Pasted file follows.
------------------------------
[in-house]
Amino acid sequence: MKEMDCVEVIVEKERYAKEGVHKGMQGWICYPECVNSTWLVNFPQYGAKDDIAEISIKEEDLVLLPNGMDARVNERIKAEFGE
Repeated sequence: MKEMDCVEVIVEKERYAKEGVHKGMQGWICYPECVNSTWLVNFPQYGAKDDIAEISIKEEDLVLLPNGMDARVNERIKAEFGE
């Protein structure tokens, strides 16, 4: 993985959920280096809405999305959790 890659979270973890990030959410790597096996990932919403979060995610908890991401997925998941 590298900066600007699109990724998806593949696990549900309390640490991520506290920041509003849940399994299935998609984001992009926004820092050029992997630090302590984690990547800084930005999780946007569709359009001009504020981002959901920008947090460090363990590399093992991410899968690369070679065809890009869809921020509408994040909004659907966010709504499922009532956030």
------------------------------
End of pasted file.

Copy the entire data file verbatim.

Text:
[in-house]
Amino acid sequence: MKEMDCVEVIVEKERYAKEGVHKGMQGWICYPECVNSTWLVNFPQYGAKDDIAEISIKEEDLVLLPNGMDARVNERIKAEFGE
Repeated sequence: MKEMDCVEVIVEKERYAKEGVHKGMQGWICYPECVNSTWLVNFPQYGAKDDIAEISIKEEDLVLLPNGMDARVNERIKAEFGE
């Protein structure tokens, strides 16, 4: 993985959920280096809405999305959790 890659979270973890990030959410790597096996990932919403979060995610908890991401997925998941 590298900066600007699109990724998806593949696990549900309390640490991520506290920041509003849940399994299935998609984001992009926004820092050029992997630090302590984690990547800084930005999780946007569709359009001009504020981002959901920008947090460090363990590399093992991410899968690369070679065809890009869809921020509408994040909004659907966010709504499922009532956030």